Deutsche Bank chief defends bonus payments
2 November 2006, Dusseldorf, Germany (dpa) - Josef Ackermann, 58, the head of Germany's biggest bank, defended Thursday his approval of multi-million-euro bonus payments in 2000 that have landed him in court.
2 November 2006
Dusseldorf, Germany (dpa) - Josef Ackermann, 58, the head of Germany's biggest bank, defended Thursday his approval of multi-million-euro bonus payments in 2000 that have landed him in court.
In the country's biggest-ever corporate crime case, Deutsche Bank chief executive Ackermann and five others are accused of a breach of fiduciary trust arising from 57 million euros (72 million dollars) in bonuses paid to executives of the Mannesmann telecoms company.
Ackermann told the court in Dusseldorf that as a board member, he had approved bonuses for the men 'mainly for successes they had achieved in the past,' but also in the case of Mannesmann's then chief executive, Klaus Esser, as an incentive for the future.
Esser had wanted to help during the six-month phase of Mannesmann's absorption into the Vodafone mobile-phone group.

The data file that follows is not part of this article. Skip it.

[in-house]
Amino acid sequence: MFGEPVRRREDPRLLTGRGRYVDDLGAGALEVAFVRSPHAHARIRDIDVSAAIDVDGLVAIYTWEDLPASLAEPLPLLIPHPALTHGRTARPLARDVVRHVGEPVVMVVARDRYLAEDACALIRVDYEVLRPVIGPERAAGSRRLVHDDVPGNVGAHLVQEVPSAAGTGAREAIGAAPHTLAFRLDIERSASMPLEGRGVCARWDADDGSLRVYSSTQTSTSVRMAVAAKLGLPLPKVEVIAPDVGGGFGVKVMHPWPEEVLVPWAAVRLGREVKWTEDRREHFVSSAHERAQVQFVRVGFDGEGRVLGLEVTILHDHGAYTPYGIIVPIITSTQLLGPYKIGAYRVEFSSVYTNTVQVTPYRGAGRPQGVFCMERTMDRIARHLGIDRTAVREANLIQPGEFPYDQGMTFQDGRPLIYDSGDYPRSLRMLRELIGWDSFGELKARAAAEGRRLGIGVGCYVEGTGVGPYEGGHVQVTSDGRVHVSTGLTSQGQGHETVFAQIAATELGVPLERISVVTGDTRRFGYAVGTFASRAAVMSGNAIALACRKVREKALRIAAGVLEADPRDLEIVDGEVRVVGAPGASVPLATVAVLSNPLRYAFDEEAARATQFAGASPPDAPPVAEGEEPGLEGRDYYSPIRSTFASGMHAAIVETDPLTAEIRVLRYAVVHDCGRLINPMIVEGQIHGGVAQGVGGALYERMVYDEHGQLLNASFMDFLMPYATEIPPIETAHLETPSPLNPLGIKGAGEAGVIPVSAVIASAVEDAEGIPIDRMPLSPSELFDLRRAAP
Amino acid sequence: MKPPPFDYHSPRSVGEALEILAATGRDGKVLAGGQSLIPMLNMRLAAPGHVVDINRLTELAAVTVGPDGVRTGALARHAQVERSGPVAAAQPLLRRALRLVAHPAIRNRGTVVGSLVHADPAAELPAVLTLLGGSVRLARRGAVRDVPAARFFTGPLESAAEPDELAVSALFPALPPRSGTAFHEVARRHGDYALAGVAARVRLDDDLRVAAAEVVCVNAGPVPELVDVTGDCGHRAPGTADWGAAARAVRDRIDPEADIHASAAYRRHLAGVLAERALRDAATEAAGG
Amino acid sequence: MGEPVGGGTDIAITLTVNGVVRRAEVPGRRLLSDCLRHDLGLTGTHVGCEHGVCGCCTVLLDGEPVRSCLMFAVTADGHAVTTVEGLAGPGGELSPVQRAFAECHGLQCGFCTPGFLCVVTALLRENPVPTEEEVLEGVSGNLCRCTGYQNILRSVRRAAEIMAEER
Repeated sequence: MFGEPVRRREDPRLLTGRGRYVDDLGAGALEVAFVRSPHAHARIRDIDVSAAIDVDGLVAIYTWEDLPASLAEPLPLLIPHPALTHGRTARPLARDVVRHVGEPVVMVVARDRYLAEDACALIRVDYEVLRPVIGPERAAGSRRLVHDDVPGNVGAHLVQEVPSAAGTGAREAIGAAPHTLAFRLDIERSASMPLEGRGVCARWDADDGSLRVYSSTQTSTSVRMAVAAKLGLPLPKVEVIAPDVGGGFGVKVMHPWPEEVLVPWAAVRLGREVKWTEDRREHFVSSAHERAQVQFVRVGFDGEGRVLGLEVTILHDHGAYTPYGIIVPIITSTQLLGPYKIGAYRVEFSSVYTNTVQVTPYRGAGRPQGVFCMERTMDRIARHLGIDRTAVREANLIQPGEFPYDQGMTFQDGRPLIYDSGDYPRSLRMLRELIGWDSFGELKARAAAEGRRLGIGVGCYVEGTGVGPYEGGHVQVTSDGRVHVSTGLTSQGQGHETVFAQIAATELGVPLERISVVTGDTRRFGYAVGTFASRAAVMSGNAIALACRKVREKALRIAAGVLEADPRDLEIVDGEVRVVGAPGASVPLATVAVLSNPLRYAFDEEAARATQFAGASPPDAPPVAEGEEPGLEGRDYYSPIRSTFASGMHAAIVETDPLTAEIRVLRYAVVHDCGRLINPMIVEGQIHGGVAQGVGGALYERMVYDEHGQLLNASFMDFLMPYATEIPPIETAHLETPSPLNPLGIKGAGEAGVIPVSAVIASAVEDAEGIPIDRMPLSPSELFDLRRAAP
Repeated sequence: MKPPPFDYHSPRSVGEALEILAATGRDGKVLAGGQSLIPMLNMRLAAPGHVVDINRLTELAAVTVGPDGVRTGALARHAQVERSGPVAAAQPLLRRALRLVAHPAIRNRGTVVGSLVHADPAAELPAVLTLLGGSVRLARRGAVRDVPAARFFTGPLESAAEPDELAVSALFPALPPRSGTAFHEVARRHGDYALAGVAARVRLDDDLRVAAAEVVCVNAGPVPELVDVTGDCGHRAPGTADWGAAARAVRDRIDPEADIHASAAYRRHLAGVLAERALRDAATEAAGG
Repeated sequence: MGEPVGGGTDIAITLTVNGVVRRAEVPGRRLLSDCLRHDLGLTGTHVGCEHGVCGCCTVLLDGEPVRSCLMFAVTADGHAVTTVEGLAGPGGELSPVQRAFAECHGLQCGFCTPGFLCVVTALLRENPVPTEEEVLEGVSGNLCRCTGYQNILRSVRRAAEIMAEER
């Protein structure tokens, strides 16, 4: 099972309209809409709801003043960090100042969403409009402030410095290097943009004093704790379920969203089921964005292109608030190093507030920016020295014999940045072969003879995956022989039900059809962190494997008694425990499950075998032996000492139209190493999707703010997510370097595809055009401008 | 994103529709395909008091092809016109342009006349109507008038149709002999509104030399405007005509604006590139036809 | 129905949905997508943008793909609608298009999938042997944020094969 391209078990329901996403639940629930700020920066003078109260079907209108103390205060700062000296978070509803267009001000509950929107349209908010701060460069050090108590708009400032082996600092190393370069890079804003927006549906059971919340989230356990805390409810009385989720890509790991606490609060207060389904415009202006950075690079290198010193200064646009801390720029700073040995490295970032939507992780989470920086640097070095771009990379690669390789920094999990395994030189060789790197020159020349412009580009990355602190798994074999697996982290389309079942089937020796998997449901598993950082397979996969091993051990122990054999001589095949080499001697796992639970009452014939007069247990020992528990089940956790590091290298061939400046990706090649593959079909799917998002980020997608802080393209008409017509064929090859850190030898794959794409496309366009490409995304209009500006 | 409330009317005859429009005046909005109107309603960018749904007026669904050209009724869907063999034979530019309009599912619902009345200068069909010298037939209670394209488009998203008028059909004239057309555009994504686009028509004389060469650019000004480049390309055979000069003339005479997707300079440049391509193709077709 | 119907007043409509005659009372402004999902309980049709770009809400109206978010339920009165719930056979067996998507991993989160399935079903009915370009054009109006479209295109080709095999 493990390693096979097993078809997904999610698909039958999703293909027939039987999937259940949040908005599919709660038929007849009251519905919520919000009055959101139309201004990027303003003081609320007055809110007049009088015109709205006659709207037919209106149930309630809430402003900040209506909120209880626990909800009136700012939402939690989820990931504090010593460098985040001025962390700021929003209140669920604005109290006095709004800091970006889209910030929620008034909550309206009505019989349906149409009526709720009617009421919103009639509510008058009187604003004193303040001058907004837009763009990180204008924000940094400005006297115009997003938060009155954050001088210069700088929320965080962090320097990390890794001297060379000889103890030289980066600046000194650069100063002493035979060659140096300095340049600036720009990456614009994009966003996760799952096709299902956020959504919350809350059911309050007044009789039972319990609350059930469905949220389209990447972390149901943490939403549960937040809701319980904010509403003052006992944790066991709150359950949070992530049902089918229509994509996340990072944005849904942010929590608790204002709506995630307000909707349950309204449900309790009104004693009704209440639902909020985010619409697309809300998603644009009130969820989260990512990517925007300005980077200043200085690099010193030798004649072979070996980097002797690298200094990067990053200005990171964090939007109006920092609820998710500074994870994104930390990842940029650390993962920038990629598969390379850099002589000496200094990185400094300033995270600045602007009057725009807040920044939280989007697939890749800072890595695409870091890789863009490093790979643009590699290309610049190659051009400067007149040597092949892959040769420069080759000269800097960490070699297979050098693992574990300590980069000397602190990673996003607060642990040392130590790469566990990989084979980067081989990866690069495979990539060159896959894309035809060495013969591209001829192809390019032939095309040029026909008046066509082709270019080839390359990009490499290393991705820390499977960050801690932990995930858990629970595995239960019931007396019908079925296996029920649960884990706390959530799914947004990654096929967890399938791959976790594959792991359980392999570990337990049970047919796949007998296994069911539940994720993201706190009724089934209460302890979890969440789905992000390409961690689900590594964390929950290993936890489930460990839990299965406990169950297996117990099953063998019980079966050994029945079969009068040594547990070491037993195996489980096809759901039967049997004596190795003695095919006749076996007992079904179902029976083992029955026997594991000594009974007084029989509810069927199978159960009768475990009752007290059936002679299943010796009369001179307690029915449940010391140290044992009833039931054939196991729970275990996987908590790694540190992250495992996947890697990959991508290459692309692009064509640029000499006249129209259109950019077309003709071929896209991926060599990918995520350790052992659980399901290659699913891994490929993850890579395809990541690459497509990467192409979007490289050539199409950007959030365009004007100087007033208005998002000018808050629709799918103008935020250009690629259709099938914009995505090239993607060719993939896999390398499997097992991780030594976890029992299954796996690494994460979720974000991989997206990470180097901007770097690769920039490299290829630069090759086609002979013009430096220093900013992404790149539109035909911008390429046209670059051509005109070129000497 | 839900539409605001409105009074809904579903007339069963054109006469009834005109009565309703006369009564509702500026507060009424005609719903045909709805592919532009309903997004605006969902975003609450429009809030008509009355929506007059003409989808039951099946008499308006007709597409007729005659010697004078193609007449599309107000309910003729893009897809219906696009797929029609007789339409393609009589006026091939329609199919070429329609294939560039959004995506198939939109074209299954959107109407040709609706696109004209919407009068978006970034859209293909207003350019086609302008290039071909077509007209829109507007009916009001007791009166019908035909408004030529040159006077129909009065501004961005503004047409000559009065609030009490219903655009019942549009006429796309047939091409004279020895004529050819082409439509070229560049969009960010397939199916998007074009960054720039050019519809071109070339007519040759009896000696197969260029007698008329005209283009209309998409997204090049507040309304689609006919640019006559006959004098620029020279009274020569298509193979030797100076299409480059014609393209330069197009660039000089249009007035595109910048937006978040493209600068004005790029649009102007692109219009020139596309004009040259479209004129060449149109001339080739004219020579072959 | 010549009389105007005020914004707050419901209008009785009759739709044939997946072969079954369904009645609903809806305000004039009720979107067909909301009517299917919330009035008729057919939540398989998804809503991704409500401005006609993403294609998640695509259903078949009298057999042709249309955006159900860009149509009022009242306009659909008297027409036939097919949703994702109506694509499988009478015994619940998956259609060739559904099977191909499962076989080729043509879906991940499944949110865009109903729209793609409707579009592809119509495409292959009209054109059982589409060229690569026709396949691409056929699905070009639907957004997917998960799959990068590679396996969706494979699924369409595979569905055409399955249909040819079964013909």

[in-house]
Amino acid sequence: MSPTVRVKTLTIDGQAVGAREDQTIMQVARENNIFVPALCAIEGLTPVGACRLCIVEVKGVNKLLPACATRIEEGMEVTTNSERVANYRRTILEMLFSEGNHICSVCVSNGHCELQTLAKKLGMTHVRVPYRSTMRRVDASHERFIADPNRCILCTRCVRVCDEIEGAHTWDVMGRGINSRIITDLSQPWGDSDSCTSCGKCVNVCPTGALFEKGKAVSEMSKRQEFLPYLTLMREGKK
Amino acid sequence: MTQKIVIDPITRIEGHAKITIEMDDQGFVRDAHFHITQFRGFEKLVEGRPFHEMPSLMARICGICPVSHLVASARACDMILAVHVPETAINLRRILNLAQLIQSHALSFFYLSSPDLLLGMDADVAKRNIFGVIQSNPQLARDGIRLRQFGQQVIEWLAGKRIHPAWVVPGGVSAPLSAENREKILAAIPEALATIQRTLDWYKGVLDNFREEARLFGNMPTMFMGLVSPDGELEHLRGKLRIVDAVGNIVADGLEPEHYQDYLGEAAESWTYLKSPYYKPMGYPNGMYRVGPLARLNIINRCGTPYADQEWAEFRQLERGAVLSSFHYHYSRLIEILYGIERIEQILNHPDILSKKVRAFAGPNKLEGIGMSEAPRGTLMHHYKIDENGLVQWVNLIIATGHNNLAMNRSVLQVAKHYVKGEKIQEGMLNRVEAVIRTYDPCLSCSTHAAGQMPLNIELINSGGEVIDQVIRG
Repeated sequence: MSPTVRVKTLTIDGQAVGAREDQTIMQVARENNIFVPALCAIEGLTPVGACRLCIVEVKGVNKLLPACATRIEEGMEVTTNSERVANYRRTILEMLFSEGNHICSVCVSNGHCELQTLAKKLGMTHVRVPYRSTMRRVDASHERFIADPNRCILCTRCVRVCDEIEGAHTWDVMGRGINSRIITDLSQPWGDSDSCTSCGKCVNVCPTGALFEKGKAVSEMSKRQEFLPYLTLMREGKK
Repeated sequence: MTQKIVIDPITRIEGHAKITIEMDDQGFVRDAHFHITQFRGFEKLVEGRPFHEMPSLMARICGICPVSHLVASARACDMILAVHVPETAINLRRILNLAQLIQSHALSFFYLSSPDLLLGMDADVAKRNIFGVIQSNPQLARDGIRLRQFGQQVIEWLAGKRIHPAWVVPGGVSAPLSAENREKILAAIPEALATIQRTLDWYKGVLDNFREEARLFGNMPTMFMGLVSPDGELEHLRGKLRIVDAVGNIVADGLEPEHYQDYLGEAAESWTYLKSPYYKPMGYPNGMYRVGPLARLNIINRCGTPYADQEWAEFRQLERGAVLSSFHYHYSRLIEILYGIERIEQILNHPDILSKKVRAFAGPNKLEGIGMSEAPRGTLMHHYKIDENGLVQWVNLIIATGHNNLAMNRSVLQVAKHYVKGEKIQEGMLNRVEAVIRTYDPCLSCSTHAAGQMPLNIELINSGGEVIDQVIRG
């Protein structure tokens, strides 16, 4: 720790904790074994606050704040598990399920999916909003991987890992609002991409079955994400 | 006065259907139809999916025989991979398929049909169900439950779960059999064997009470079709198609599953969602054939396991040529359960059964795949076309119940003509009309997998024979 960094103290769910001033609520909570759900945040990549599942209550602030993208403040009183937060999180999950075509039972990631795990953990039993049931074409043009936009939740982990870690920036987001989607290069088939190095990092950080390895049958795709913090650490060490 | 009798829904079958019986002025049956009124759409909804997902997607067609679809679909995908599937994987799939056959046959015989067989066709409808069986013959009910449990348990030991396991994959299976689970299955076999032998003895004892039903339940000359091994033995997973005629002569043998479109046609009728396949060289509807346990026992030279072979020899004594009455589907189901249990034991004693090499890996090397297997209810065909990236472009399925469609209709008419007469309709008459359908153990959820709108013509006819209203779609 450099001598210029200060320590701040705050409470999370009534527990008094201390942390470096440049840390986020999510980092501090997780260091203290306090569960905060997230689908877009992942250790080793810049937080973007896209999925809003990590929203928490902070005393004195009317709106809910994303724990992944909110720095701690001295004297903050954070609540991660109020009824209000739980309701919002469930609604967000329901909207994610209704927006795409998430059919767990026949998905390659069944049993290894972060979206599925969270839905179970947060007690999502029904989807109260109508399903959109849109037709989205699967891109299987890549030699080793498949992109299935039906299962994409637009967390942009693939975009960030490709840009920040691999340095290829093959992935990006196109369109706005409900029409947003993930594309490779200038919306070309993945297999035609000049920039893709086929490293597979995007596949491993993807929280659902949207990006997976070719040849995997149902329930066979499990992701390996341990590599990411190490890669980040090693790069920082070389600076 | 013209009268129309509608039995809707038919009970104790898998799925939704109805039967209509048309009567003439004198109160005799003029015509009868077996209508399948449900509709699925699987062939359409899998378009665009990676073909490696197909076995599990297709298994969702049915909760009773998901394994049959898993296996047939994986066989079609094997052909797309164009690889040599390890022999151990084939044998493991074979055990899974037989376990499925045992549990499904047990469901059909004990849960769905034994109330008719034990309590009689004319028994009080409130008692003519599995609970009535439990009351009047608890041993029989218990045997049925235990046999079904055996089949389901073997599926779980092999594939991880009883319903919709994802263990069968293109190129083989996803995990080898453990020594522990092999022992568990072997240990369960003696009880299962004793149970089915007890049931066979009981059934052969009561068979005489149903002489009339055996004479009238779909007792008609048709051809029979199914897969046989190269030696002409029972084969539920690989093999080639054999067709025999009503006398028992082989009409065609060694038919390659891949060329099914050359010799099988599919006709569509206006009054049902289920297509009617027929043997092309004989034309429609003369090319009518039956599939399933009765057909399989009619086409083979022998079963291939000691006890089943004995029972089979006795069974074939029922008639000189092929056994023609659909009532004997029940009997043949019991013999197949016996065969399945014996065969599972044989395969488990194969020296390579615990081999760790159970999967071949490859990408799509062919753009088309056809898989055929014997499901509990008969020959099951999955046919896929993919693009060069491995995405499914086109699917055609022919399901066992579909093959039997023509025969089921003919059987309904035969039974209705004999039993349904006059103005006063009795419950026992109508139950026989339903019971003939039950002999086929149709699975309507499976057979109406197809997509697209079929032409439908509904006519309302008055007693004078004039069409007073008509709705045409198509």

'The recipients were meant to apply all their skills to a successful integration of Mannesmann into Vodafone,' he said.
Thursday was the second hearing day of the re-trial, which began last week. A German appeal court directed the repeat after the six defendants had been acquitted in a Dusseldorf court in July 2004.
The payments followed Vodafone's hostile 180-billion-euro takeover, at the time the world's biggest-ever corporate merger.
In its 2004 ruling the Dusseldorf court found that Ackermann and his co-defendants, including Esser and retired trade union leader Klaus Zwickel, did not act unlawfully.
In a December 2005 verdict, the Karlsruhe-based Federal Court of Justice quashed the verdict and said Ackermann had failed to protect the assets of Mannesmann shareholders.
Others on trial are former Mannesmann board chairman Joachim Funk, ex-head of personnel Dietmar Droste and Juergen Ladberg, head of the company's joint trade union committee, who also sat on the company's board.
The bonus case triggered a major debate in Germany about executive compensation and corporate greed with big payouts and salaries for top executives having been relatively unknown in the nation, unlike many Anglo-Saxon countries. Esser left Mannesmann soon after.
Ackermann, who was a non-executive Mannesmann board member when the bonuses were agreed to, did not receive any payout himself.
The new trial is expected to last until March 2007.
Ackermann, whose reputation suffered at the last trial when he was photographed giving a V-for-victory gesture, has indicated he will step aside from his Deutsche Bank post if convicted.
Subject: German news